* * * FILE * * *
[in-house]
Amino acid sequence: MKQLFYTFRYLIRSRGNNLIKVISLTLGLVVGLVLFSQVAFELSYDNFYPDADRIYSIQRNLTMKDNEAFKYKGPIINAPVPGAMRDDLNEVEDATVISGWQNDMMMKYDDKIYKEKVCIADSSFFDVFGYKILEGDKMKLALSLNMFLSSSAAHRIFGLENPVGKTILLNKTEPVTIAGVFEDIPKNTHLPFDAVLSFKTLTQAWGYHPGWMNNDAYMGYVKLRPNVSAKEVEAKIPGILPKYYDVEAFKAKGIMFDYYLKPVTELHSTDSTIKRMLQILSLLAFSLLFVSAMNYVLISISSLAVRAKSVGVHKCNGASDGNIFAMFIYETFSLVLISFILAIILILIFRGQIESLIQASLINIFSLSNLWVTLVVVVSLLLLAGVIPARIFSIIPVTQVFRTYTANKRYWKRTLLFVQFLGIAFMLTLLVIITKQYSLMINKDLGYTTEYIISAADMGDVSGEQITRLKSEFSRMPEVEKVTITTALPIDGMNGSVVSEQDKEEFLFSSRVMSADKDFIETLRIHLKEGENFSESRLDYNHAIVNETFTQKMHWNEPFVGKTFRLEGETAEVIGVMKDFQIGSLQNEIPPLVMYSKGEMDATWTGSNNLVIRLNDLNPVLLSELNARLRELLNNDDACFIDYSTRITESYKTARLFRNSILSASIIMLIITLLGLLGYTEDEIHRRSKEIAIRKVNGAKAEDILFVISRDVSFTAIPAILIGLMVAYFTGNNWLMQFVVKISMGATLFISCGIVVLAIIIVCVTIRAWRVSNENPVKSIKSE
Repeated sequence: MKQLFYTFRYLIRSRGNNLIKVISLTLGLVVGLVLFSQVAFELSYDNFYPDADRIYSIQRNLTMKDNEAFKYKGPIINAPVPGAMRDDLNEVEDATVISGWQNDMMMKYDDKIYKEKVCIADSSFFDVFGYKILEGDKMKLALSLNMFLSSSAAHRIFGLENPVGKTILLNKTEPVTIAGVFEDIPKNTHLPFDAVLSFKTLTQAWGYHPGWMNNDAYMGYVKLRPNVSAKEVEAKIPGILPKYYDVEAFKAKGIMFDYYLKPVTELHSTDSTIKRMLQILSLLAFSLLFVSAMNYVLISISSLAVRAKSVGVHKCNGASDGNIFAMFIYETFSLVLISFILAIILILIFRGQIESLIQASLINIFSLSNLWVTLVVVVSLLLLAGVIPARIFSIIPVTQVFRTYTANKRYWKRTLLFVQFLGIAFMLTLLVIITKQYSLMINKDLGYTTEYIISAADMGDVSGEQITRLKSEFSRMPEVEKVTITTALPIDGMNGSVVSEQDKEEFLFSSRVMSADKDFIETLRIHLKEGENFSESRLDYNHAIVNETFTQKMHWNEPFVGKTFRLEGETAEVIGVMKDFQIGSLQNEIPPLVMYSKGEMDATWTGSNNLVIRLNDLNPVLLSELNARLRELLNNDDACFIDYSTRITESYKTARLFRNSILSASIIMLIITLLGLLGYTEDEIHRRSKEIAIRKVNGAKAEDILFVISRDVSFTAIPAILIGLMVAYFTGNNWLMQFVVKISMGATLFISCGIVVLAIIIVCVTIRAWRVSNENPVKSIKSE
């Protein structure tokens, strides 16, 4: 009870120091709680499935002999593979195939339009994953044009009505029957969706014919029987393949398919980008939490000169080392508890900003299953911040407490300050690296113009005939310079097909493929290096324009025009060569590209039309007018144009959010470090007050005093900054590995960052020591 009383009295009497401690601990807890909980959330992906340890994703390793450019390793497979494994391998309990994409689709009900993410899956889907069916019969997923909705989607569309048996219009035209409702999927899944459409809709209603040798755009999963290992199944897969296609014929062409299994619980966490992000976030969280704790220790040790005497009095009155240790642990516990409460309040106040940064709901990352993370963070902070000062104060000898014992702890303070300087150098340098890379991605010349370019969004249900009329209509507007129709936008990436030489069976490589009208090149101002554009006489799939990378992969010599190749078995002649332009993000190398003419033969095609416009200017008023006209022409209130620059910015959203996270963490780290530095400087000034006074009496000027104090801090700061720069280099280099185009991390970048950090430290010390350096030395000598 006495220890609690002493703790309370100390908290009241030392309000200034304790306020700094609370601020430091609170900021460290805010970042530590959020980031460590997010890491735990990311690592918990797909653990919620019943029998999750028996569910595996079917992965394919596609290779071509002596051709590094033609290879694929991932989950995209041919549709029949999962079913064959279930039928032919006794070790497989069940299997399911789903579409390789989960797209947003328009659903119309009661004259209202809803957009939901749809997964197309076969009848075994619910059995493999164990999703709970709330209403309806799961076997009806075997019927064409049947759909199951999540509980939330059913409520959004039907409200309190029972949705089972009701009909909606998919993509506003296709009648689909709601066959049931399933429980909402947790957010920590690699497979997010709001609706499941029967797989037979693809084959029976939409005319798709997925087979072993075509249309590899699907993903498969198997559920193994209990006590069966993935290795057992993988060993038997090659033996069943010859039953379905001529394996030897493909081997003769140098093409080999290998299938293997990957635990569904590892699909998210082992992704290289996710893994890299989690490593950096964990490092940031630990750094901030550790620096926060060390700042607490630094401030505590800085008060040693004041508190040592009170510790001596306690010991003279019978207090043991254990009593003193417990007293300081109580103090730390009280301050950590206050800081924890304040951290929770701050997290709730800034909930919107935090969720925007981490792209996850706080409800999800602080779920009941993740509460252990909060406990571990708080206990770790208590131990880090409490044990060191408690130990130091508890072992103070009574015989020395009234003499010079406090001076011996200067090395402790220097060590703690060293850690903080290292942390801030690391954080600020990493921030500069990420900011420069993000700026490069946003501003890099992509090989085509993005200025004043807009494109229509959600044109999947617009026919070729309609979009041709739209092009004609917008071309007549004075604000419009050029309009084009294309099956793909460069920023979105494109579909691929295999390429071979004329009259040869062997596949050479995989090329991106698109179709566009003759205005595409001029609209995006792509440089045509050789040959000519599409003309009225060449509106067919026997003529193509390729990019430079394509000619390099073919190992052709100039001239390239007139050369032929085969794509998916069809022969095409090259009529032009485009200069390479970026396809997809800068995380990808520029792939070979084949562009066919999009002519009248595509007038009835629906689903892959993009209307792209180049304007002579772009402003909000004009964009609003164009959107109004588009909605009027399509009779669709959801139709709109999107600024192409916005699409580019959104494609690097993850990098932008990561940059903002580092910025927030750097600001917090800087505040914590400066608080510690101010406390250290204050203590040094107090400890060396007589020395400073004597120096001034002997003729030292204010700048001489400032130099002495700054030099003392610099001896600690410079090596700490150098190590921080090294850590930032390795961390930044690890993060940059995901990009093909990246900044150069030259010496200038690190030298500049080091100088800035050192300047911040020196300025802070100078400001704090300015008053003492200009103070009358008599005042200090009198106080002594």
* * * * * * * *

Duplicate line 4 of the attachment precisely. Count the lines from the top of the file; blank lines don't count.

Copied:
């Protein structure tokens, strides 16, 4: 009870120091709680499935002999593979195939339009994953044009009505029957969706014919029987393949398919980008939490000169080392508890900003299953911040407490300050690296113009005939310079097909493929290096324009025009060569590209039309007018144009959010470090007050005093900054590995960052020591 009383009295009497401690601990807890909980959330992906340890994703390793450019390793497979494994391998309990994409689709009900993410899956889907069916019969997923909705989607569309048996219009035209409702999927899944459409809709209603040798755009999963290992199944897969296609014929062409299994619980966490992000976030969280704790220790040790005497009095009155240790642990516990409460309040106040940064709901990352993370963070902070000062104060000898014992702890303070300087150098340098890379991605010349370019969004249900009329209509507007129709936008990436030489069976490589009208090149101002554009006489799939990378992969010599190749078995002649332009993000190398003419033969095609416009200017008023006209022409209130620059910015959203996270963490780290530095400087000034006074009496000027104090801090700061720069280099280099185009991390970048950090430290010390350096030395000598 006495220890609690002493703790309370100390908290009241030392309000200034304790306020700094609370601020430091609170900021460290805010970042530590959020980031460590997010890491735990990311690592918990797909653990919620019943029998999750028996569910595996079917992965394919596609290779071509002596051709590094033609290879694929991932989950995209041919549709029949999962079913064959279930039928032919006794070790497989069940299997399911789903579409390789989960797209947003328009659903119309009661004259209202809803957009939901749809997964197309076969009848075994619910059995493999164990999703709970709330209403309806799961076997009806075997019927064409049947759909199951999540509980939330059913409520959004039907409200309190029972949705089972009701009909909606998919993509506003296709009648689909709601066959049931399933429980909402947790957010920590690699497979997010709001609706499941029967797989037979693809084959029976939409005319798709997925087979072993075509249309590899699907993903498969198997559920193994209990006590069966993935290795057992993988060993038997090659033996069943010859039953379905001529394996030897493909081997003769140098093409080999290998299938293997990957635990569904590892699909998210082992992704290289996710893994890299989690490593950096964990490092940031630990750094901030550790620096926060060390700042607490630094401030505590800085008060040693004041508190040592009170510790001596306690010991003279019978207090043991254990009593003193417990007293300081109580103090730390009280301050950590206050800081924890304040951290929770701050997290709730800034909930919107935090969720925007981490792209996850706080409800999800602080779920009941993740509460252990909060406990571990708080206990770790208590131990880090409490044990060191408690130990130091508890072992103070009574015989020395009234003499010079406090001076011996200067090395402790220097060590703690060293850690903080290292942390801030690391954080600020990493921030500069990420900011420069993000700026490069946003501003890099992509090989085509993005200025004043807009494109229509959600044109999947617009026919070729309609979009041709739209092009004609917008071309007549004075604000419009050029309009084009294309099956793909460069920023979105494109579909691929295999390429071979004329009259040869062997596949050479995989090329991106698109179709566009003759205005595409001029609209995006792509440089045509050789040959000519599409003309009225060449509106067919026997003529193509390729990019430079394509000619390099073919190992052709100039001239390239007139050369032929085969794509998916069809022969095409090259009529032009485009200069390479970026396809997809800068995380990808520029792939070979084949562009066919999009002519009248595509007038009835629906689903892959993009209307792209180049304007002579772009402003909000004009964009609003164009959107109004588009909605009027399509009779669709959801139709709109999107600024192409916005699409580019959104494609690097993850990098932008990561940059903002580092910025927030750097600001917090800087505040914590400066608080510690101010406390250290204050203590040094107090400890060396007589020395400073004597120096001034002997003729030292204010700048001489400032130099002495700054030099003392610099001896600690410079090596700490150098190590921080090294850590930032390795961390930044690890993060940059995901990009093909990246900044150069030259010496200038690190030298500049080091100088800035050192300047911040020196300025802070100078400001704090300015008053003492200009103070009358008599005042200090009198106080002594």